Several CGCC office bearers serve as NPC Deputies or CPPCC National Committee Members. At the “Two Sessions” held last month, they offered their views and advice on the country’s and Hong Kong’s issues such as economic development and people’s livelihood, actively participating in the discussion of national affairs.
Jonathan Choi: Guangdong-Hong Kong-Macau Greater Bay Area creates good opportunities for Hong Kong’s development
In this year’s Government Work Report, Premier Li Keqiang for the first time mentioned the Guangdong-Hong Kong-Macau Greater Bay Area. This is another economic cooperation plan put forward by the Central Government for Hong Kong, following the Closer Economic Partnership Arrangement (CEPA) and the Pan-PRD Regional Co-operation. Chairman Jonathan Choi (Deputy Director of the Committee of Education, Science, Culture, Health and Sports of the CPPCC National Committee and CPPCC National Committee Member) was excited as this means that the development plan for the Guangdong-Hong Kong-Macau Greater Bay Area, which has been talked about for many years, is finally included in the country’s economic development strategy. Having proposed to the CPPCC National Committee to speed up construction of the Greater Bay Area for three years in a row, he is glad that the proposal is finally adopted.
Choi pointed out that the development of the super-city cluster in the Guangdong-Hong Kong-Macau Greater Bay Area is the key to overcoming Hong Kong’s, Macau’s and Guangdong’s economic development bottlenecks. This area not only is well-positioned to be a strategic hub for the “Belt and Road” Initiative to rival other bay areas such as those around San Francisco, New York and Tokyo, but also can be the most important pilot area in the country’s next step towards social and economic development and act as a locomotive fostering development of the country and surrounding regions. The Greater Bay Area will help rejuvenate the Chinese nation and realize the China Dream.
In addition, Choi believed that mention of prevention and correction of miscarriages of justice in the work reports of the Supreme People’s Court and the Supreme People’s Procuratorate this year reflects a deepening of the rule of law to uphold fairness and justice and shows the determination and courage of the Mainland judiciary authorities to acknowledge and correct mistakes. Choi also very much concurred with Premier Li’s strong requirements for Chinese creation, Chinese quality and Chinese brands in his work report. He believed this indicates that the era of simply pursuing growth rate is over. What the Chinese people are now pursuing is craftsmanship, which is in line with the trends of sustainable human development.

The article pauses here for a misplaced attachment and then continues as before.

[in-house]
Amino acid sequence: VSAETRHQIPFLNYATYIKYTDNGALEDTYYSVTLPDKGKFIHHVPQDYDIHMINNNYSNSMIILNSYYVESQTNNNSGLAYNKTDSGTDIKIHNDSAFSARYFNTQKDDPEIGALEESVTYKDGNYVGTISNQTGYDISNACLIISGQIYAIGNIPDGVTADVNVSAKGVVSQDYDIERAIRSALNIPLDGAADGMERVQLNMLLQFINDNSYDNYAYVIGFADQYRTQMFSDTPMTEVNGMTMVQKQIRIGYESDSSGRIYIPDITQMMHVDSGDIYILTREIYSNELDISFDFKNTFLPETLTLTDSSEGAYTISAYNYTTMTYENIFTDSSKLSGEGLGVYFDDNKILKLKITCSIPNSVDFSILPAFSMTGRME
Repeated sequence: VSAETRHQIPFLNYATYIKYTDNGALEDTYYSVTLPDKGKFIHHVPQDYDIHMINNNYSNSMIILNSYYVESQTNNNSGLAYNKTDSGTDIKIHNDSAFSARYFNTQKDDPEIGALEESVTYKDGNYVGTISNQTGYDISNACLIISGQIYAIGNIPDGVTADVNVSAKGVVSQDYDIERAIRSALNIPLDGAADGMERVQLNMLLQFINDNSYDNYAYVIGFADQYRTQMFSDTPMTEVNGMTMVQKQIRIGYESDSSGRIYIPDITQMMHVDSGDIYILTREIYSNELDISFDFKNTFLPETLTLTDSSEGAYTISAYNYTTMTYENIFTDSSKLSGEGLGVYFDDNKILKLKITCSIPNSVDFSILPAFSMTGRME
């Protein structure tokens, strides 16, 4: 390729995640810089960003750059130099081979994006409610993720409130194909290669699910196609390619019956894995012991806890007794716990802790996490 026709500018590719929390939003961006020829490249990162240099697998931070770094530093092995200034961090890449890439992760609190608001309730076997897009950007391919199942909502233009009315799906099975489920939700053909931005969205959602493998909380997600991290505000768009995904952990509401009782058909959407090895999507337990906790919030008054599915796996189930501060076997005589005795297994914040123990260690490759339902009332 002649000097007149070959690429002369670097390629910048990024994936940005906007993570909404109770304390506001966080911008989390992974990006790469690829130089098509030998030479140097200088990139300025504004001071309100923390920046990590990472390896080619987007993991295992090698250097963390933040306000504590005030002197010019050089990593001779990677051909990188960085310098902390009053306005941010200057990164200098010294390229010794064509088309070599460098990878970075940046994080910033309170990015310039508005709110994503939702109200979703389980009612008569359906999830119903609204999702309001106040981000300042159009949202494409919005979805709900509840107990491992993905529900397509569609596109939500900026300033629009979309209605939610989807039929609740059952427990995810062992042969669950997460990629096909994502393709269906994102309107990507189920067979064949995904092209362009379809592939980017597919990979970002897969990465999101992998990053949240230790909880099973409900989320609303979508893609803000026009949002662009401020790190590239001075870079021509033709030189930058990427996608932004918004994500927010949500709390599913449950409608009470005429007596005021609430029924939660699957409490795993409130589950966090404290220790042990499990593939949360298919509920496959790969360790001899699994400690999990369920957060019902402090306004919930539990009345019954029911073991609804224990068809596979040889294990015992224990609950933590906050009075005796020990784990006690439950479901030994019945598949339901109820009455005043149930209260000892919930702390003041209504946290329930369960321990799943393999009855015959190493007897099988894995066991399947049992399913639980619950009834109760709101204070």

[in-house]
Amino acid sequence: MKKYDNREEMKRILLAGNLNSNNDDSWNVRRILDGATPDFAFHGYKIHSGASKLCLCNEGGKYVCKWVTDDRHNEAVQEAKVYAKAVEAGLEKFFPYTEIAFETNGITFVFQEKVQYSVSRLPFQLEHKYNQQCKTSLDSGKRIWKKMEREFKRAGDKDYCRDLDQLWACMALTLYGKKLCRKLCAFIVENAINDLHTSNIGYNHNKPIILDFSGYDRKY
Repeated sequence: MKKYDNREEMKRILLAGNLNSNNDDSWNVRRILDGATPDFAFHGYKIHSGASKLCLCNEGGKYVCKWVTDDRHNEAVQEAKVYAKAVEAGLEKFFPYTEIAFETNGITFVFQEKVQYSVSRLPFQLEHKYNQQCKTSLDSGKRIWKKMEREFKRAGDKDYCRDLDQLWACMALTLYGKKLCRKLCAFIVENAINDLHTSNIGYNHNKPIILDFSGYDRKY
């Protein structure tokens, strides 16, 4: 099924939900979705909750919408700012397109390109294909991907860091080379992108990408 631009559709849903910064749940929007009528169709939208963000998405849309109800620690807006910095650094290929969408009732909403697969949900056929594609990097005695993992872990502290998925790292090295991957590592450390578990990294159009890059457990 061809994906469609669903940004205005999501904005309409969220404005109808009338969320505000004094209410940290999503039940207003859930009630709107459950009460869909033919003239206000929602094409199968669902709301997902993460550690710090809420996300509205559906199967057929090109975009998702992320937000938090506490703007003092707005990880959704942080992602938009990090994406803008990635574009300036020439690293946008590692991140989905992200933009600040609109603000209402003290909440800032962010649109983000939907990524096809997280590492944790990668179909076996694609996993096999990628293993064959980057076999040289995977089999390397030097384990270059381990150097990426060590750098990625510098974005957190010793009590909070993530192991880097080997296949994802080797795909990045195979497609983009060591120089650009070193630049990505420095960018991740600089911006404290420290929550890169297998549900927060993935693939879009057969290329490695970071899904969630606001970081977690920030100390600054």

Lam Shu-chit: Ease the burden on manufacturing SMEs
Summing up his experience at the “Two Sessions”, Vice-Chairman Lam Shu-chit (CPPCC National Standing Committee Member) said that this past year of 2016 was not only the first year of the “13th Five-Year Plan”, but also a crucial year to promote structural reforms. Business operations in various trades and industries face enormous pressure and challenges as supply-side reforms deepen. Hence, cutting taxes and costs has become a government priority this year. “In the Government Work Report, Premier Li stated that one of the government priorities is to reduce the corporate tax burden, and it will ensure that the tax burden will only decrease and not increase for all industries. This fully demonstrates that the Central Government perfectly understands the difficulties in the business environment and is determined to step up support and help the healthy development of enterprises. It also reminds us to properly prepare for a tough battle ahead of us.”
Citing an old saying, “Earning a meager income though reaping a moderately good harvest, citizens getting a tax break already experience a little relief”, Lam stated outright that the manufacturing sector currently faces the most challenging situation among the enterprises in the real economy. He mentioned that rising labour costs and harsh market competition are the underlying reasons, and small and medium-sized enterprises (SMEs) in the manufacturing industry face the greatest difficulties. Lam, who has more than 35 years of experience investing and operating factories in the Mainland, said that he has deep appreciation of their plights. Hence, he submitted proposals to the CPPCC National Committee this year on reducing the burden and removing the shackles on manufacturing SMEs in order to revitalise them. He suggested that in addition to directly reducing corporate income tax, relevant authorities should consider reducing enterprises’ contribution ratios for the five types of social insurance (pension, medical, unemployment, work injury and maternity), as well as changing those existing policies that have failed to keep up with the latest situation, such as exempting staff quarters for employees from taxation (land use tax and property tax) to ease operating pressure on enterprises. Lam also proposed that the Central Government consider amending the Labour Contract Law to remove the shackles that are holding enterprises back by providing a greater space for self-negotiation between them and workers.